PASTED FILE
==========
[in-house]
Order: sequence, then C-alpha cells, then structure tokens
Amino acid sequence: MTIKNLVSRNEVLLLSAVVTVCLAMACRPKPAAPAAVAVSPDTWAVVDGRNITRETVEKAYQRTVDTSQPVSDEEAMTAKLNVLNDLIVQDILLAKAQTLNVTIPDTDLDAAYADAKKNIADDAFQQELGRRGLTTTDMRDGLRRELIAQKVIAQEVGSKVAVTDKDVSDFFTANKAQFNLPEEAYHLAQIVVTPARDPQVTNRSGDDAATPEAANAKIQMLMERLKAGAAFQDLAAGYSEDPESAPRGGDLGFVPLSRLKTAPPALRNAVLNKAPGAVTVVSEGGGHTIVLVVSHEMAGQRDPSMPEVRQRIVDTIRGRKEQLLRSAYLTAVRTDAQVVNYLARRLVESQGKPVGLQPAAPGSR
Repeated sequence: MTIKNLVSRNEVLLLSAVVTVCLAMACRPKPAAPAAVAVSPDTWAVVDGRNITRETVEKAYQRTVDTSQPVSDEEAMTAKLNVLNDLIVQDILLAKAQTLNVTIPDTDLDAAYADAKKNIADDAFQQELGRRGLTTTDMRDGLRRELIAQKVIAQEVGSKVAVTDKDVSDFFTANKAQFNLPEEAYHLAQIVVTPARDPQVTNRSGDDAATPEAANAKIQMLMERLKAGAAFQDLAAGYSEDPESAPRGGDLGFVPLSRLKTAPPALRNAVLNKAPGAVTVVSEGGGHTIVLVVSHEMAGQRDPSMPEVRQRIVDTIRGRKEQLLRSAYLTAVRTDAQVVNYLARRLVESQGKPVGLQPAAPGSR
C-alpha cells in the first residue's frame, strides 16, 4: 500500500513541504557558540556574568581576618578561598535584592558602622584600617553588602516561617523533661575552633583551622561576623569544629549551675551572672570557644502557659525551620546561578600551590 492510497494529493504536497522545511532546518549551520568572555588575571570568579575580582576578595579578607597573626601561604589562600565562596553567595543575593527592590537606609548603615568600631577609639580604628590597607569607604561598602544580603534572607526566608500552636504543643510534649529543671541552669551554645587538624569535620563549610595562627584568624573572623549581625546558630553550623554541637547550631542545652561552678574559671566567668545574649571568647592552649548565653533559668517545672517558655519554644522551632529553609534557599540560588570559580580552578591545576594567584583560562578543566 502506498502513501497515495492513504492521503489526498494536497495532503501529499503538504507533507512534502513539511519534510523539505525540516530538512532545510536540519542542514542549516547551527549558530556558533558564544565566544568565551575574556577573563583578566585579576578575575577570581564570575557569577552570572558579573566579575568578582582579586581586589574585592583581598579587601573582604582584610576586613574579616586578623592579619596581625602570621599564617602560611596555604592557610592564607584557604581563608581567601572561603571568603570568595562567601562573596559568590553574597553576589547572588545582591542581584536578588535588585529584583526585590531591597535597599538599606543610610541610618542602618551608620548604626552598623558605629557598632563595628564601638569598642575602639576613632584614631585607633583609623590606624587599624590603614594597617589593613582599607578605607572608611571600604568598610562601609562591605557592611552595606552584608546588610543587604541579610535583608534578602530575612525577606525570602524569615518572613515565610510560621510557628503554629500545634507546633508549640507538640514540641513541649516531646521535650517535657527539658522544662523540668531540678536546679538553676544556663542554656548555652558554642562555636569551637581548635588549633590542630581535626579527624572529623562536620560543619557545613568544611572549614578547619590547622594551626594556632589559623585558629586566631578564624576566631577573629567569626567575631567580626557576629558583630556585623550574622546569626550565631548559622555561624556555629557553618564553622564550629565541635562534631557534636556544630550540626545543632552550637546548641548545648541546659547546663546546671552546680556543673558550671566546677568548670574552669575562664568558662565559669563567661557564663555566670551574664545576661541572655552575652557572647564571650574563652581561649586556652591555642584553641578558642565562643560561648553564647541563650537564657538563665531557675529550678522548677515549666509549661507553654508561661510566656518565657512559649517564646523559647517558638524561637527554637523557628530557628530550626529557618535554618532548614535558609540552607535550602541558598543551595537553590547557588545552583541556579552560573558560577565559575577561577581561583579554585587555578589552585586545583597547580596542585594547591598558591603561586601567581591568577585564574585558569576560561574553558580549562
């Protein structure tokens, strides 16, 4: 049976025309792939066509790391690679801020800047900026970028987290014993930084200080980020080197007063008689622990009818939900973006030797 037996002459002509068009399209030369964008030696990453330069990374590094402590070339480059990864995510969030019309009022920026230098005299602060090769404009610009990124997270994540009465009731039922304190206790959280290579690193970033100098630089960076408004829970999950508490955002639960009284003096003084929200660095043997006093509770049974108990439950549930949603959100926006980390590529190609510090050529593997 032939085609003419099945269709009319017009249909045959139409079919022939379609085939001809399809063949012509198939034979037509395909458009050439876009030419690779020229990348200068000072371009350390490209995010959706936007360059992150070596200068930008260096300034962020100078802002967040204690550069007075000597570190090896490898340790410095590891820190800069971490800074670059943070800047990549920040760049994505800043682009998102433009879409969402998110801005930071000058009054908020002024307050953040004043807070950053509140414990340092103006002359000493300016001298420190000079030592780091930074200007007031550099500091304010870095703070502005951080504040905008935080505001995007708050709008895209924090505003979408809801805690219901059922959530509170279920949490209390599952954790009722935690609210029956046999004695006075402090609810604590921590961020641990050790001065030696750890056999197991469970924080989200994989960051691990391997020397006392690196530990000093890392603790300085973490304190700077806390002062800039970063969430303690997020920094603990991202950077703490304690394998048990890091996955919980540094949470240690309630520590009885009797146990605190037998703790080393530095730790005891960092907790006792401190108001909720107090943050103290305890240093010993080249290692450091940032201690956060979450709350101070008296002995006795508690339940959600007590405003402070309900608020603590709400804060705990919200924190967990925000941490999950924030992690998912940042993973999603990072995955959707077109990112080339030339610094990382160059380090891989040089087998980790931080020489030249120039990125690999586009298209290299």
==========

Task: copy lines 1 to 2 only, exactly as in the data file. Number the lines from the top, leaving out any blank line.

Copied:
[in-house]
Order: sequence, then C-alpha cells, then structure tokens